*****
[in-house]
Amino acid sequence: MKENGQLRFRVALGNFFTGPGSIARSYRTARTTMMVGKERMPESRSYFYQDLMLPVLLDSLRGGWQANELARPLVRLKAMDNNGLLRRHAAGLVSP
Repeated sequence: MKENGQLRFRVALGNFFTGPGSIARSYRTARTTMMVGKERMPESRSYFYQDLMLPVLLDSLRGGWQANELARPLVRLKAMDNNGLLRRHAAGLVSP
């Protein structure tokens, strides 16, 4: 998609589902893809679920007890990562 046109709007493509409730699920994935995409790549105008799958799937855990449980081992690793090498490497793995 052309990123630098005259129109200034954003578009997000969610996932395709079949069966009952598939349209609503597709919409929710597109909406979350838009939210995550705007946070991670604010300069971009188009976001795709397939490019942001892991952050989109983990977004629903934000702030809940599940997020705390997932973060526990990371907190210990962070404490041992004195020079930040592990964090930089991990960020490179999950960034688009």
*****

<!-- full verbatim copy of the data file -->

[in-house]
Amino acid sequence: MKENGQLRFRVALGNFFTGPGSIARSYRTARTTMMVGKERMPESRSYFYQDLMLPVLLDSLRGGWQANELARPLVRLKAMDNNGLLRRHAAGLVSP
Repeated sequence: MKENGQLRFRVALGNFFTGPGSIARSYRTARTTMMVGKERMPESRSYFYQDLMLPVLLDSLRGGWQANELARPLVRLKAMDNNGLLRRHAAGLVSP
């Protein structure tokens, strides 16, 4: 998609589902893809679920007890990562 046109709007493509409730699920994935995409790549105008799958799937855990449980081992690793090498490497793995 052309990123630098005259129109200034954003578009997000969610996932395709079949069966009952598939349209609503597709919409929710597109909406979350838009939210995550705007946070991670604010300069971009188009976001795709397939490019942001892991952050989109983990977004629903934000702030809940599940997020705390997932973060526990990371907190210990962070404490041992004195020079930040592990964090930089991990960020490179999950960034688009």